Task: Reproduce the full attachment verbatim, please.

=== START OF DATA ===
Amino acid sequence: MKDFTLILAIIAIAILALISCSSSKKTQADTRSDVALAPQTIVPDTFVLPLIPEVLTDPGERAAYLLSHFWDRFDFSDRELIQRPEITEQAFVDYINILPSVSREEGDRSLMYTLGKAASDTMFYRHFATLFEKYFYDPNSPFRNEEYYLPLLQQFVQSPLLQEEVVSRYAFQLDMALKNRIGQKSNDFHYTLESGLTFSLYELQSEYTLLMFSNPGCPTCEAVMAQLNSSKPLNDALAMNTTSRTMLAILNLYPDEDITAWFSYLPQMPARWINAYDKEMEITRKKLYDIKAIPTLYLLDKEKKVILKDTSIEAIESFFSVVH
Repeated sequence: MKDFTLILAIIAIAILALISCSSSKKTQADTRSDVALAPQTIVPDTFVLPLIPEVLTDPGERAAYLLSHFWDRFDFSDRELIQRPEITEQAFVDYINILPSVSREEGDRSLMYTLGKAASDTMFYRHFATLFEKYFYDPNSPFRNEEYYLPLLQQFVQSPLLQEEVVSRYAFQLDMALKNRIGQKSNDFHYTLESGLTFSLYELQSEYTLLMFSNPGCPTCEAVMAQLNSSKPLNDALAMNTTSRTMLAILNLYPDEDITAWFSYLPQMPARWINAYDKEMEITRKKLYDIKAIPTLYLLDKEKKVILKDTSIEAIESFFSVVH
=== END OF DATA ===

Amino acid sequence: MKDFTLILAIIAIAILALISCSSSKKTQADTRSDVALAPQTIVPDTFVLPLIPEVLTDPGERAAYLLSHFWDRFDFSDRELIQRPEITEQAFVDYINILPSVSREEGDRSLMYTLGKAASDTMFYRHFATLFEKYFYDPNSPFRNEEYYLPLLQQFVQSPLLQEEVVSRYAFQLDMALKNRIGQKSNDFHYTLESGLTFSLYELQSEYTLLMFSNPGCPTCEAVMAQLNSSKPLNDALAMNTTSRTMLAILNLYPDEDITAWFSYLPQMPARWINAYDKEMEITRKKLYDIKAIPTLYLLDKEKKVILKDTSIEAIESFFSVVH
Repeated sequence: MKDFTLILAIIAIAILALISCSSSKKTQADTRSDVALAPQTIVPDTFVLPLIPEVLTDPGERAAYLLSHFWDRFDFSDRELIQRPEITEQAFVDYINILPSVSREEGDRSLMYTLGKAASDTMFYRHFATLFEKYFYDPNSPFRNEEYYLPLLQQFVQSPLLQEEVVSRYAFQLDMALKNRIGQKSNDFHYTLESGLTFSLYELQSEYTLLMFSNPGCPTCEAVMAQLNSSKPLNDALAMNTTSRTMLAILNLYPDEDITAWFSYLPQMPARWINAYDKEMEITRKKLYDIKAIPTLYLLDKEKKVILKDTSIEAIESFFSVVH